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Life Lessons Learned from the Colts’ Victory

This past Saturday night, my sons and I had the opportunity to attend the Colts' playoff game against the Kansas City Chiefs. At halftime, the score was 31-10 in favor of the Chiefs, and so I asked my boys "Are you guys ready to go yet?" I didn't want to watch anymore of the blowout, and I knew there was no way the Colts could come back. No way. But my boys wanted to stay, and so we did, even though the deficit increased to 38-10 at the beginning of the second half. In what seemed to be the improbability of the improbable, slowly, but surely, the Colts chipped away at the deficit. As the home crowd was going wild, near the end of the fourth quarter, Luck and the Colts went ahead 45-44. The Chiefs had the ball with only 2:00 minutes left to go, and Alex Smith, the Chiefs' quarterback threw a long pass which would have set them up nicely for a go-ahead field goal, but the receiver caught the ball out of bounds. The Chiefs then turned the ball over on downs, and all Andrew Luck needed to do was take a knee and run out the clock. The Colts’ victory was the second-largest comeback in NFL playoff history. Lucas Oil Stadium was electric with celebration, cheers, noise, and pandemonium. When we left the stadium, my boys asked me, "Dad, aren't you glad we stayed?"

I try not to be too ‘preacherly’ with my children and use our life circumstances for sermon illustrations and blog entries, but this time I couldn't resist. On our drive home after the game, I commended my sons for not giving up on the Colts, even though it seemed like an impossible deficit to overcome. In fact, according to ESPN Stats & Information, the Colts had just a .9% chance to come back and win the game. I told them they taught me a lesson that sometimes when the odds seem stacked against you, if you stay the course and don't panic, you can still overcome. Even when it seems impossible. Here are a few more life lessons I learned from Luck and the Colts this past Saturday night.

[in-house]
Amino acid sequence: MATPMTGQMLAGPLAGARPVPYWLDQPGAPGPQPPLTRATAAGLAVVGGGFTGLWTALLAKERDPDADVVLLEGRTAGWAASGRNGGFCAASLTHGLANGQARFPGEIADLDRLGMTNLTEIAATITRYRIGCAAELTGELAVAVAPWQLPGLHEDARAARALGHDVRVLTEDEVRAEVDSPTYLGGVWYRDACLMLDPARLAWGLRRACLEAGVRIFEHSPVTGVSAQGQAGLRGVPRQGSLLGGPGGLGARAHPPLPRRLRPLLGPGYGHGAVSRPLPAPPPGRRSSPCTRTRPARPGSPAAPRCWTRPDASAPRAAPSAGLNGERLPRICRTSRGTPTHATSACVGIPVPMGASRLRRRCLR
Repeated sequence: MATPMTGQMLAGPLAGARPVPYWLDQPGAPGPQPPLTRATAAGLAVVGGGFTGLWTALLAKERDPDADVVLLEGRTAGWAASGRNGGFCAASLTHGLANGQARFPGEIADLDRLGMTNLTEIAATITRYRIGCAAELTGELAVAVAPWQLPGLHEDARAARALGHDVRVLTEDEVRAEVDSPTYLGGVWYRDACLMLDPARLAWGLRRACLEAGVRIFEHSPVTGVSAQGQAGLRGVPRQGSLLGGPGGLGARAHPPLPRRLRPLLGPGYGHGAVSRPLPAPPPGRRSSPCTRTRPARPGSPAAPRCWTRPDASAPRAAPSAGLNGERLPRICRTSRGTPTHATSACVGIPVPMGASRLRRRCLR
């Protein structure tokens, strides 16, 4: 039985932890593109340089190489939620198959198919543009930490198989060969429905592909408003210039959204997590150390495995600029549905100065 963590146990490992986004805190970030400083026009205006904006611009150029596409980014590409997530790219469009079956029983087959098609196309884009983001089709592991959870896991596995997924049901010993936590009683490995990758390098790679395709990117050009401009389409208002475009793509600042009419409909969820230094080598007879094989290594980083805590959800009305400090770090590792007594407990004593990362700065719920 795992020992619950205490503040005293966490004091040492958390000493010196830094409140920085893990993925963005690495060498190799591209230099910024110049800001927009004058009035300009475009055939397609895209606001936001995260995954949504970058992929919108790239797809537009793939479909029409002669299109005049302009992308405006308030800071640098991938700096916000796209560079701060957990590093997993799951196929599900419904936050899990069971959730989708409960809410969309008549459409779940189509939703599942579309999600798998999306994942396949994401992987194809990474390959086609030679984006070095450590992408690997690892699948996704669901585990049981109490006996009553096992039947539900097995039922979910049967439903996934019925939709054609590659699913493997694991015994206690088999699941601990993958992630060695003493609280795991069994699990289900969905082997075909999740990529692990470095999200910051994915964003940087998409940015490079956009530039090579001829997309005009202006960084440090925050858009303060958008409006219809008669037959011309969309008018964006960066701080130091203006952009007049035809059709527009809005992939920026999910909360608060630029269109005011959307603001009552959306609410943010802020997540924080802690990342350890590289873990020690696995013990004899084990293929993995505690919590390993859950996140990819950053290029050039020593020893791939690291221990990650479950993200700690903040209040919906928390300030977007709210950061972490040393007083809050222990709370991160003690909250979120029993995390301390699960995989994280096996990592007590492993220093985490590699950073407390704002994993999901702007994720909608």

1. Stop looking at the scoreboard. When things aren't going that well, whatever the circumstances may be, stop focusing on how far behind you are, and keep focusing on what you need to do next. Hebrews 12:1-2 says, "Therefore, since we are surrounded by so great a cloud of witnesses, let us also lay aside every weight, and sin which clings so closely, and let us run with endurance the race that is set before us, looking to Jesus, the founder and perfecter of our faith, who for the joy that was set before him endured the cross, despising the shame, and is seated at the right hand of the throne of God." We learn from the example of our Lord to set aside everything that holds us back, and that includes a sense of despair that we will never find a way out of the hole we're in. We also look to Jesus, the One who has been there before. He faced far greater circumstances of persecution and suffering than we ever have or will face, and yet He found a joy set before Him to endure the cross.

2. Run one play at a time. That sounds obvious, of course, but too often when we are behind, discouraged, and ready to give up, we just want to throw "hail Mary's" and hope for the best. The Colts ran their offense one play at a time. They kept chipping away at the lead. And they didn't expect a turn-around to come in one offensive series. The same thing applies to us. When you're facing a situation where you're down and almost out, stop looking for the magic wand to whisk away all your problems. There is no such thing as "lottery Christianity." Being a Christian is a daily process of denying ourselves, taking up our cross and following Him (Mark 8:34).

3. Keep playing defense. As the Colts offense started to flourish, they still would never have reclaimed the lead if the defense got down, discouraged, and gave up. The defense tightened up, and that fueled the offense’s hopes that maybe, just maybe, they could turn the game around. Likewise, if we’re ever going to get ahead in life, marriage, family, faith, work, etc., we not only run our offense, but we have to keep playing defense. In the famous passage about spiritual warfare, of all the battle implements listed by the Apostle Paul, only one of them is for offense, and the rest are for defense. We have the sword of the Spirit which is the Word of God (Ephesians 6:17), and through this offensive weapon we can bring down our enemy’s strongholds and usher in God’s marvelous light (1 Peter 2:9). But as we wield the weapon of grace and truth, we also defend ourselves so that we might “be able to stand against the schemes of the devil” (Ephesians 6:11). With the belt of truth, the breastplate of righteousness, our shoes fit with the gospel of peace, the shield of faith, and the helmet of salvation, we are equipped to wage war regardless of the rulers, authorities, cosmic powers and spiritual forces set up against us.